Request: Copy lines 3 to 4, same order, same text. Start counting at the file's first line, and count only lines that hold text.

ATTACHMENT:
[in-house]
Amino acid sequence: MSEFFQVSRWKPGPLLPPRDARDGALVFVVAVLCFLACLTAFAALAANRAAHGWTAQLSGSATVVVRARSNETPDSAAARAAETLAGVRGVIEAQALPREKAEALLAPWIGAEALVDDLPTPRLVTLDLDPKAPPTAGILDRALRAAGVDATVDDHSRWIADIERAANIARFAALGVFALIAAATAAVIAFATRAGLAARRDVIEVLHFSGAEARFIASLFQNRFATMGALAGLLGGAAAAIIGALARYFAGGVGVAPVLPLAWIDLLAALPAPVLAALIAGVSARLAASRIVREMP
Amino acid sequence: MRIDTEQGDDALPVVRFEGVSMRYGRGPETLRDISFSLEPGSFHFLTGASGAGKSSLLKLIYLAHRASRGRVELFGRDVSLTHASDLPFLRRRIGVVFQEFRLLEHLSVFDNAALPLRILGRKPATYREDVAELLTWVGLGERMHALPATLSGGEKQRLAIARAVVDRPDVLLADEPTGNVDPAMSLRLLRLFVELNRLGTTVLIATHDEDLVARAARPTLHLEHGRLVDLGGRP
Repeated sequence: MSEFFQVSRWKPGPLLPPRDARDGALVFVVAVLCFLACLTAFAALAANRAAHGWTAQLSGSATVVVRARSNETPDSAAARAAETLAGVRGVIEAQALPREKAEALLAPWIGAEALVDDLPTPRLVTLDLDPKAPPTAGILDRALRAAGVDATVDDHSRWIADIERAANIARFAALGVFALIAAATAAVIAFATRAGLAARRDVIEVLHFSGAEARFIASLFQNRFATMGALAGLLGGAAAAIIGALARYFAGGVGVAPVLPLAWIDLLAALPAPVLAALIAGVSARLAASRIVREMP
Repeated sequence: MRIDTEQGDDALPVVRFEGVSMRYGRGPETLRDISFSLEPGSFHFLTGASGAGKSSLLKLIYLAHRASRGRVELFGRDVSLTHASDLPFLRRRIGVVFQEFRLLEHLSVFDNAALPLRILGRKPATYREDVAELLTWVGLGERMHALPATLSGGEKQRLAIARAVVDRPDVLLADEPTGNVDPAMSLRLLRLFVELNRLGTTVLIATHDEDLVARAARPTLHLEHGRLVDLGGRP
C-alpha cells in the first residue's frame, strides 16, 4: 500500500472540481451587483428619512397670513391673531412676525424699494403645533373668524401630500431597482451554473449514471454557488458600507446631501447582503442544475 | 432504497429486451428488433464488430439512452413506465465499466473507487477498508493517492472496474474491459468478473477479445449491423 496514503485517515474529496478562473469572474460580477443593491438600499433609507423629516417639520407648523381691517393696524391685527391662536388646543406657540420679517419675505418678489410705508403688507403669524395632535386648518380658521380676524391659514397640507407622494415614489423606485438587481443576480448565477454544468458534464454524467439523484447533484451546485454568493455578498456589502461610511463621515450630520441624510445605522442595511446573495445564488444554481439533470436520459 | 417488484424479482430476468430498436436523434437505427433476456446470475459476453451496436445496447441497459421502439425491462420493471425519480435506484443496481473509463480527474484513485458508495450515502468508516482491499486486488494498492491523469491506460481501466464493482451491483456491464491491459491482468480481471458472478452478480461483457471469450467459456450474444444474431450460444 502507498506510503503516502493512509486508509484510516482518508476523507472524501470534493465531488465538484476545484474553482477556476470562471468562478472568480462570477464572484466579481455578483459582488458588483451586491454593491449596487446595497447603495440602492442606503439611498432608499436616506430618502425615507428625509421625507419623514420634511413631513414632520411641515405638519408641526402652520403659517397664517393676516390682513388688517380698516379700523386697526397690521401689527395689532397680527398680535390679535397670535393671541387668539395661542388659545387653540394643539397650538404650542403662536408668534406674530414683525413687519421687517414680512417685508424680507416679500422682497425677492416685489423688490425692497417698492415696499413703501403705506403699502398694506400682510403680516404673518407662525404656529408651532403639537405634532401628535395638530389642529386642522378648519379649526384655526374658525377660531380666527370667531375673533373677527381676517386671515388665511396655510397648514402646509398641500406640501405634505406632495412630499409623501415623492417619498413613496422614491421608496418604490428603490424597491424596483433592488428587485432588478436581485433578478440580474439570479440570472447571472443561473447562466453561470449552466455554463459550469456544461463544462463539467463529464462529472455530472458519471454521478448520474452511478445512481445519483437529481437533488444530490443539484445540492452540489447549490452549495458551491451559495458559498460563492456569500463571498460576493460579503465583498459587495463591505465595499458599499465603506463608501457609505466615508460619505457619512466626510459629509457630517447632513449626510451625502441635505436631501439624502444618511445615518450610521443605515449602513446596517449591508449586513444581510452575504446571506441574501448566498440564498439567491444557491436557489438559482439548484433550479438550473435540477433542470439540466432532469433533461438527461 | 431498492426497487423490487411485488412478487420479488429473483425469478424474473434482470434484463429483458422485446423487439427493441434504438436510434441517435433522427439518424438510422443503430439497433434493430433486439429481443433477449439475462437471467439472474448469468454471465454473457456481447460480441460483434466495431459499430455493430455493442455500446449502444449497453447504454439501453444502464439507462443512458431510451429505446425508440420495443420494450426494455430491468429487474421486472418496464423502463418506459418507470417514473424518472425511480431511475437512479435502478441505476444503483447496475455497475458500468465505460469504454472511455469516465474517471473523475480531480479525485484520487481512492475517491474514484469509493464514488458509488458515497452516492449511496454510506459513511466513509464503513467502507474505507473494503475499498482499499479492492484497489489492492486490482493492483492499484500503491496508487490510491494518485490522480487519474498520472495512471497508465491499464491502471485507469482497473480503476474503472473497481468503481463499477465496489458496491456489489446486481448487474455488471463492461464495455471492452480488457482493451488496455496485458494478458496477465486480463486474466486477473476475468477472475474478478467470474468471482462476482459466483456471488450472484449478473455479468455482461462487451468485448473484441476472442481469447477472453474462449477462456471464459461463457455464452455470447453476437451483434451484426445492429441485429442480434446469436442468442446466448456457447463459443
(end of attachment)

Amino acid sequence: MRIDTEQGDDALPVVRFEGVSMRYGRGPETLRDISFSLEPGSFHFLTGASGAGKSSLLKLIYLAHRASRGRVELFGRDVSLTHASDLPFLRRRIGVVFQEFRLLEHLSVFDNAALPLRILGRKPATYREDVAELLTWVGLGERMHALPATLSGGEKQRLAIARAVVDRPDVLLADEPTGNVDPAMSLRLLRLFVELNRLGTTVLIATHDEDLVARAARPTLHLEHGRLVDLGGRP
Repeated sequence: MSEFFQVSRWKPGPLLPPRDARDGALVFVVAVLCFLACLTAFAALAANRAAHGWTAQLSGSATVVVRARSNETPDSAAARAAETLAGVRGVIEAQALPREKAEALLAPWIGAEALVDDLPTPRLVTLDLDPKAPPTAGILDRALRAAGVDATVDDHSRWIADIERAANIARFAALGVFALIAAATAAVIAFATRAGLAARRDVIEVLHFSGAEARFIASLFQNRFATMGALAGLLGGAAAAIIGALARYFAGGVGVAPVLPLAWIDLLAALPAPVLAALIAGVSARLAASRIVREMP